When he tried to play sports he just couldn’t find that part of himself that wanted to beat other people down. Jack wanted everybody to win and be happy. When a pee-wee foot ball coach yelled at him on the field and said, “Don’t you every want to hit somebody Jack, just put them down?”

 Jack shook his head, “No, not really.”

The coach nodded, “Go sit on the bench.”

When I look at Jack now, I can still see and feel that gentle and soft little boy. But he’s not the same person. He’s a different creature. He’s a big swarthy, tatted up musician. I listen to his CD, yikes, he’s a bad ass. He sings about whiskey, and guns and he takes his shirt off while he plays drums. Sometimes he gets so worked up while he’s on stage he ends up performing in his boxers.  When he performs, beautiful hot girls crawl all over him…even though he’s standing with his mother! Seriously.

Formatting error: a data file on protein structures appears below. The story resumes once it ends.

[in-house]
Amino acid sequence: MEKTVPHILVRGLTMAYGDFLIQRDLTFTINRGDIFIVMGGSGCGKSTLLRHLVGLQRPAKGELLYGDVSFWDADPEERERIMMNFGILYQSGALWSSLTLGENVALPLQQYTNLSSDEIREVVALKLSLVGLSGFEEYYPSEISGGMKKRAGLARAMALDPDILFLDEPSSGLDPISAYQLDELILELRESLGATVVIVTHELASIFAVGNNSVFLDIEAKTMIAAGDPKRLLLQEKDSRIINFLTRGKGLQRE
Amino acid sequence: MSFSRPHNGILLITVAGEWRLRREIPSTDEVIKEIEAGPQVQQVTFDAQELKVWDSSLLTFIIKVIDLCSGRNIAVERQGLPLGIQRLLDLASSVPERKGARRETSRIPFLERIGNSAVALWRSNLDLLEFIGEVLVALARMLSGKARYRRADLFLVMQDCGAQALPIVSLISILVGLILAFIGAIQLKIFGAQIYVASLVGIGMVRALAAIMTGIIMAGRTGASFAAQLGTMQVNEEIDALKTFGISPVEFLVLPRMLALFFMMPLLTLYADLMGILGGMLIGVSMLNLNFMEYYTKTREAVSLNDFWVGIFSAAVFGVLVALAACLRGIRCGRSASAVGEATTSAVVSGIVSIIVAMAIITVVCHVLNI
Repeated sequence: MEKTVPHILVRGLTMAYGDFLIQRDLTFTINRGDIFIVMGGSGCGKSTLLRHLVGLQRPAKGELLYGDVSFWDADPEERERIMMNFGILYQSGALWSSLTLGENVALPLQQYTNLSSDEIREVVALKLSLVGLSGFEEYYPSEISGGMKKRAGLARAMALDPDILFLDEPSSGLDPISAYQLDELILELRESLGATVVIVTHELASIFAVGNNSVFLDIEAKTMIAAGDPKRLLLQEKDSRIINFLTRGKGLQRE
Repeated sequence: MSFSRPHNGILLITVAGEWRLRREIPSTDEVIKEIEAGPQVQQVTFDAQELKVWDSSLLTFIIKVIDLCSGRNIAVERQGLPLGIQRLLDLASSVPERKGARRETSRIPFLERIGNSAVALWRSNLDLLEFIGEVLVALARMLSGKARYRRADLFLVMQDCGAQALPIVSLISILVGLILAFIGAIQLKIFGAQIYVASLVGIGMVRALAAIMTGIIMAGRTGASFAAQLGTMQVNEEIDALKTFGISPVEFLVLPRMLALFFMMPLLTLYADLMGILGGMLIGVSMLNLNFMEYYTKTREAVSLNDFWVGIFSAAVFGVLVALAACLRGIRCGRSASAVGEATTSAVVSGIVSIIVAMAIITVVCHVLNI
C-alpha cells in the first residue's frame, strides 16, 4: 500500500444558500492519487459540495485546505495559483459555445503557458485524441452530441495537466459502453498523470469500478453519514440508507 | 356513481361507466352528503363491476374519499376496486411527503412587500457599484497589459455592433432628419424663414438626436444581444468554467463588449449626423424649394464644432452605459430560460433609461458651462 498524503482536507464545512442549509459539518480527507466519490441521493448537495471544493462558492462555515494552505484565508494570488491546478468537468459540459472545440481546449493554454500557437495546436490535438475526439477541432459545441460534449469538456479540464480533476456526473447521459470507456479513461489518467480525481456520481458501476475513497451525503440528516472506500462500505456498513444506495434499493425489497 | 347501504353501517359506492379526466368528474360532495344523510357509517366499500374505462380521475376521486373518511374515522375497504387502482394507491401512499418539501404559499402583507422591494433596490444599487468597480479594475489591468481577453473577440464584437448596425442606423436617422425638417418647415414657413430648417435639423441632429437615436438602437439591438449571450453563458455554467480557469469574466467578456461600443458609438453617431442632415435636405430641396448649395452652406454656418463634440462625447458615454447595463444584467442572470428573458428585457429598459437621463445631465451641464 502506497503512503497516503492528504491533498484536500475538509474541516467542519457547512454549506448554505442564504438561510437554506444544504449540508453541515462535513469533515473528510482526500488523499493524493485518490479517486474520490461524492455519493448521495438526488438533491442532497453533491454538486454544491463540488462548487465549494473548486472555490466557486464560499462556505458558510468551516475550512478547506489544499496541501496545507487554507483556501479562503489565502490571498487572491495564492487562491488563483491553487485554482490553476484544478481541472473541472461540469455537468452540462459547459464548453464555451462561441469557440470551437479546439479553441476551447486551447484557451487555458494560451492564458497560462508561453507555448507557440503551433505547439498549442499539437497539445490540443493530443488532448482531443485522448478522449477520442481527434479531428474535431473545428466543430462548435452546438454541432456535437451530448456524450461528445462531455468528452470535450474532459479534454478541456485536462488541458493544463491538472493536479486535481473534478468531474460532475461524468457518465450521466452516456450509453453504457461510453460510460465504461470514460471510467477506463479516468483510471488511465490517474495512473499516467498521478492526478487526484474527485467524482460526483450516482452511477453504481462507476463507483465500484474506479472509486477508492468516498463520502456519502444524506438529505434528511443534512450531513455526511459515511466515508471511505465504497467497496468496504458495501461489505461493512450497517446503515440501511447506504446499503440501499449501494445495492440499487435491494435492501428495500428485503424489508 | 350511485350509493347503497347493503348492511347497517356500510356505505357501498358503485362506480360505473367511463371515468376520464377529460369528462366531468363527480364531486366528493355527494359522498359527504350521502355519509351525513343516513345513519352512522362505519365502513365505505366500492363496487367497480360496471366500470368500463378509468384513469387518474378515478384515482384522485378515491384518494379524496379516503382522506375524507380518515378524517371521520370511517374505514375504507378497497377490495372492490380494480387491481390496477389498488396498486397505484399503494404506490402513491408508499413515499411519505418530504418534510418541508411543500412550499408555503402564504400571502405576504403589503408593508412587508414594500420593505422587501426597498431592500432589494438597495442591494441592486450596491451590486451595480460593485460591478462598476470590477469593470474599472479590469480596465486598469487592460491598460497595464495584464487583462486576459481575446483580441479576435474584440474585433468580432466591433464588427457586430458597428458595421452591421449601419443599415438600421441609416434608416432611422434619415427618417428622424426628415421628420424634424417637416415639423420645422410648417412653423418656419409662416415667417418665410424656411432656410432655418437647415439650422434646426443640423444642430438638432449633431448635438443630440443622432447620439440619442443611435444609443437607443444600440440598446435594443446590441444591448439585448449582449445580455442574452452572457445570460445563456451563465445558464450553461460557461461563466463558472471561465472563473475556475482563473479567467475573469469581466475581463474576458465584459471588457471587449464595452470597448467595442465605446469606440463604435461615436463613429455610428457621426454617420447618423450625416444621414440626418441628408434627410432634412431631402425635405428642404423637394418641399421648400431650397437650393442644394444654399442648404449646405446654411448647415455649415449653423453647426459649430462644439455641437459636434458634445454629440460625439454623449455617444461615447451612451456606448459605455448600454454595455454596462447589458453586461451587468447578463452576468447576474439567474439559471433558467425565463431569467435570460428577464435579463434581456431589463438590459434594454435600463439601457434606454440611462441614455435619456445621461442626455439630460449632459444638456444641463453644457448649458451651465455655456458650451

Jack is a bouncer in a big city rock and roll bar. He called yesterday to tell me he had to break up a fight, “Well,” he said, “I just yanked one dude off the other then threw them both out.”  Yes, he’s got a degree in French and film, but he really loves a good fight. 

Kids change. The brat turns into a wonderful teen aged girl. The ugly boy grows into a handsome man. The laziest kid finds something he wants to work for. So you can’t ever give up on them.

 Jack is still a smiling, sweet mamas boy, he’s still a family man.  But the little boy who cried playing basket ball with his dad hasn’t been seen in a long, long time.

I love you, Jack!

WRITE TO ME!…I get lonesome.